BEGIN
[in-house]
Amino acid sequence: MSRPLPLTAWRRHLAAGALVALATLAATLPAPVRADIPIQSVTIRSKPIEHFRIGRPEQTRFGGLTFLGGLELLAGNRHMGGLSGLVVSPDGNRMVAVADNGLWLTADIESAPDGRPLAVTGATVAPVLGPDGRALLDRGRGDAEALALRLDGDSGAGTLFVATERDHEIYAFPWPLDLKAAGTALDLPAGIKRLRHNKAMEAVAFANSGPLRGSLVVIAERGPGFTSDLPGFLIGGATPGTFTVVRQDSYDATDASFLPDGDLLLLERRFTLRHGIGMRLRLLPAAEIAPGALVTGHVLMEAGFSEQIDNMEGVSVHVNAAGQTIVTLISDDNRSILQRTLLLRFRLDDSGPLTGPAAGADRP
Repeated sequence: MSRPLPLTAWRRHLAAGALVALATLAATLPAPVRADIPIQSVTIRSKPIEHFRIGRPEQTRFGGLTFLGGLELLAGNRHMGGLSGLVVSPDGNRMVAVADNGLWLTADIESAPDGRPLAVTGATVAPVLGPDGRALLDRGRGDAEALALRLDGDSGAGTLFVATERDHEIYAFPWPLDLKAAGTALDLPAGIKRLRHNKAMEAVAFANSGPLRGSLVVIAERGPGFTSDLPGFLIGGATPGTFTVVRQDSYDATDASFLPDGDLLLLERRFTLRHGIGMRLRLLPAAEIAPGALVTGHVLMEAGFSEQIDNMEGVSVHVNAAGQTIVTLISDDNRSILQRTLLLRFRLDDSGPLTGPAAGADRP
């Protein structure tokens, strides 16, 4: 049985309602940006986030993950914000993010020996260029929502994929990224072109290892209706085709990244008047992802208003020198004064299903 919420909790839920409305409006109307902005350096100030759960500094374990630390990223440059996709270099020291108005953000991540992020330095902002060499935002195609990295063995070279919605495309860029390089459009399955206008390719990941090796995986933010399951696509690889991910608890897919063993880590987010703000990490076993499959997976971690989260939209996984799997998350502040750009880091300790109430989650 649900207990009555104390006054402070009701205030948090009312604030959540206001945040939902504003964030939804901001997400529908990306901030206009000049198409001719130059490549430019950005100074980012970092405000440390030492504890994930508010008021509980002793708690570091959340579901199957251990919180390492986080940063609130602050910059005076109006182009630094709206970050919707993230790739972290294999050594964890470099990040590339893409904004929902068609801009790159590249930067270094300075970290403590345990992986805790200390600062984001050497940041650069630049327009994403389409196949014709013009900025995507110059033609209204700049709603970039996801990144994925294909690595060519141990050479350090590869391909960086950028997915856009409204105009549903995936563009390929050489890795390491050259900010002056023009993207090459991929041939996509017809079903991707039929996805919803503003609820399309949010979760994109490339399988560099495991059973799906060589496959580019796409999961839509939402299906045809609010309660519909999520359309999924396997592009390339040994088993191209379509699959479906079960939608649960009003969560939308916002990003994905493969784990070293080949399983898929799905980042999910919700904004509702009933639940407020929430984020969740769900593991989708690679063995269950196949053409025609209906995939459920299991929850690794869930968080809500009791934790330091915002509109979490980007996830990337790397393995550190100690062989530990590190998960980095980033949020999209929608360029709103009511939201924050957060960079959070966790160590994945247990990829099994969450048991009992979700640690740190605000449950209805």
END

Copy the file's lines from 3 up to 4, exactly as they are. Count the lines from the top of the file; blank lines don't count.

Repeated sequence: MSRPLPLTAWRRHLAAGALVALATLAATLPAPVRADIPIQSVTIRSKPIEHFRIGRPEQTRFGGLTFLGGLELLAGNRHMGGLSGLVVSPDGNRMVAVADNGLWLTADIESAPDGRPLAVTGATVAPVLGPDGRALLDRGRGDAEALALRLDGDSGAGTLFVATERDHEIYAFPWPLDLKAAGTALDLPAGIKRLRHNKAMEAVAFANSGPLRGSLVVIAERGPGFTSDLPGFLIGGATPGTFTVVRQDSYDATDASFLPDGDLLLLERRFTLRHGIGMRLRLLPAAEIAPGALVTGHVLMEAGFSEQIDNMEGVSVHVNAAGQTIVTLISDDNRSILQRTLLLRFRLDDSGPLTGPAAGADRP
């Protein structure tokens, strides 16, 4: 049985309602940006986030993950914000993010020996260029929502994929990224072109290892209706085709990244008047992802208003020198004064299903 919420909790839920409305409006109307902005350096100030759960500094374990630390990223440059996709270099020291108005953000991540992020330095902002060499935002195609990295063995070279919605495309860029390089459009399955206008390719990941090796995986933010399951696509690889991910608890897919063993880590987010703000990490076993499959997976971690989260939209996984799997998350502040750009880091300790109430989650 649900207990009555104390006054402070009701205030948090009312604030959540206001945040939902504003964030939804901001997400529908990306901030206009000049198409001719130059490549430019950005100074980012970092405000440390030492504890994930508010008021509980002793708690570091959340579901199957251990919180390492986080940063609130602050910059005076109006182009630094709206970050919707993230790739972290294999050594964890470099990040590339893409904004929902068609801009790159590249930067270094300075970290403590345990992986805790200390600062984001050497940041650069630049327009994403389409196949014709013009900025995507110059033609209204700049709603970039996801990144994925294909690595060519141990050479350090590869391909960086950028997915856009409204105009549903995936563009390929050489890795390491050259900010002056023009993207090459991929041939996509017809079903991707039929996805919803503003609820399309949010979760994109490339399988560099495991059973799906060589496959580019796409999961839509939402299906045809609010309660519909999520359309999924396997592009390339040994088993191209379509699959479906079960939608649960009003969560939308916002990003994905493969784990070293080949399983898929799905980042999910919700904004509702009933639940407020929430984020969740769900593991989708690679063995269950196949053409025609209906995939459920299991929850690794869930968080809500009791934790330091915002509109979490980007996830990337790397393995550190100690062989530990590190998960980095980033949020999209929608360029709103009511939201924050957060960079959070966790160590994945247990990829099994969450048991009992979700640690740190605000449950209805």